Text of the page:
It was this toxicity that sparked Sasha’s interest in developing alternatives. Her issue was one that many artists are faced with; plastics, resins, and other non-sustainable materials are often the most durable and adaptable sculpting materials. Sasha explains: “I knew that [resin] was toxic, and I didn’t want to work with it in my apartment. I began to look for other ways to cast materials.”

So began Sasha’s journey into bioplastics. She explains her introduction to this research: “I was just reaching out to people, I ended up going to a show where there were these two artists, Haena Yoo and Sterling Wells, who had started to work with bioplastics and they had this crazy piece: you didn’t know what was rotting food, it had all these plastic containers, and there were all these bioplastics in it. It was just really exciting and weird. They were the ones that really inspired me to start working with bioplastics. When I was in New York, I had the time and space to really develop. I began to make all these experiments. The first ones were just cast gelatin and cornstarch, and I was just using kitchen equipment.

They looked beautiful at first and I thought I figured out a way to make a bio-based resin but then a couple of days later, they started to shrink and warp, and they got really moldy. I was really confused, but also curious about the mold that was growing on them.”

From the initial process of trial and error, Sasha expanded her material practice; she conducted individual research, enrolled in chemistry classes, and sought information wherever available. She had worked for an artist who pointed her in the direction of Genspace, a community biology laboratory in Brooklyn, N.Y.[1] Her research has also connected her with BUGSS or Baltimore Under Ground Science Space, a non-profit laboratory in Baltimore, M.d.[2] These types of open-source communities offer access to facilities and equipment for independent researchers and inquisitive artists like Sasha to hone their craft.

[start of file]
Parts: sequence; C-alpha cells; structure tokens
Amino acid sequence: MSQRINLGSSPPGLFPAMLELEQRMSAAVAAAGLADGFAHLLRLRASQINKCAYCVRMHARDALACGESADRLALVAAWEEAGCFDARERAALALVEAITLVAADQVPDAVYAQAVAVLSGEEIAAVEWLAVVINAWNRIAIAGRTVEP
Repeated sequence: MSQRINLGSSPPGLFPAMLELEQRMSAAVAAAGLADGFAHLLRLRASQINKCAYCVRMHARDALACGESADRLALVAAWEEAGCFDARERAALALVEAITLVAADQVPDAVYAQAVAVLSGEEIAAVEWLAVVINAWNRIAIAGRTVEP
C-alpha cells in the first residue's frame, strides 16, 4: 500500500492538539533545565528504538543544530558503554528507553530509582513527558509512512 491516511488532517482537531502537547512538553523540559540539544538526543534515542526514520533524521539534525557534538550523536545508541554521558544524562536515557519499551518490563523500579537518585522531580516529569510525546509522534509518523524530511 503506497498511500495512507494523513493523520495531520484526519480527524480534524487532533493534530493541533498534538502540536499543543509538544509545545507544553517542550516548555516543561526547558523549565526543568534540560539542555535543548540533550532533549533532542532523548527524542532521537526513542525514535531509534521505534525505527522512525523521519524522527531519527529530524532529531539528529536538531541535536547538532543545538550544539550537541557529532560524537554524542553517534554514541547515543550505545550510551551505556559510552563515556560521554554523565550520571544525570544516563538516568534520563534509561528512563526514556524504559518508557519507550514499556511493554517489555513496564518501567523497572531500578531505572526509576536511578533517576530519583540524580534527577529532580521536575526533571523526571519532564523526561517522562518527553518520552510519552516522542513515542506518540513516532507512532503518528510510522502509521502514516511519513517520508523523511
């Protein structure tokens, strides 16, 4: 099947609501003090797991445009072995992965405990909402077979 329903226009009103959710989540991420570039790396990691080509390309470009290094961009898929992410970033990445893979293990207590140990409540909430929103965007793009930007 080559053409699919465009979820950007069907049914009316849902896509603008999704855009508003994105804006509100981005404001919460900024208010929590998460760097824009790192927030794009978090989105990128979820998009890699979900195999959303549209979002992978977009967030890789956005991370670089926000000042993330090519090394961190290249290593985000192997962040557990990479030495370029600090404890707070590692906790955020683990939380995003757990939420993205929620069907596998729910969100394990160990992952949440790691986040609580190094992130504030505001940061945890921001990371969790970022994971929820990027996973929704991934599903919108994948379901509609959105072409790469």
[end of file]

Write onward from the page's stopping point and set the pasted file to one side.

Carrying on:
She eventually joined the Kornfield research lab at California Institute of Technology. She sent me an excerpt of her research abstract from her time at Caltech that describes her aims in developing new bioplastics: “The target material should be optically clear, strong, hydrophobic (repelling water) and versatile while being sustainable; notably it should be nontoxic, bio-based, and compostable in marine environments.” No small task.

Which brings us back to Sasha’s question: Why hagfish? And to my question: What on Earth are they? Smithsonian Magazine describes these primordial eel-like creatures as being “widely considered the most disgusting animals in the ocean, if not on earth.”[3] As a defense mechanism, their ropey bodies exude stringy proteins which become thick, viscous slime upon contact with sea water, choking any would-be predators. Sasha kept five of these creatures in her studio. “I ended up falling in love with them … they’re very special.”

Sasha first came in contact with hagfish through the Fudge Lab at Chapman University located in Orange, Calif. She discovered Fudge Lab through Alie Ward’s the Ologies podcast, which has an episode all about these unusual creatures for those further interested.[4][5]

As far as practical applications go, hagfish slime can be combined with a matrix of natural fibers to form a durable material. To form this matrix, Sasha’s work uses the fibrous substance chitosan, found in many shellfish. Chitosan is another miracle material Sasha has been experimenting with. In her research documentation she describes chitosan as “the second most abundant biopolymer after cellulose, [chitosan] makes up the exoskeletons of crustaceans, bugs, the cell walls of mycelium, strains of algae, and bones of cuttlefish. Chitosan is antimicrobial, edible, heat resistant, recyclable, compostable, and sourced from waste streams.”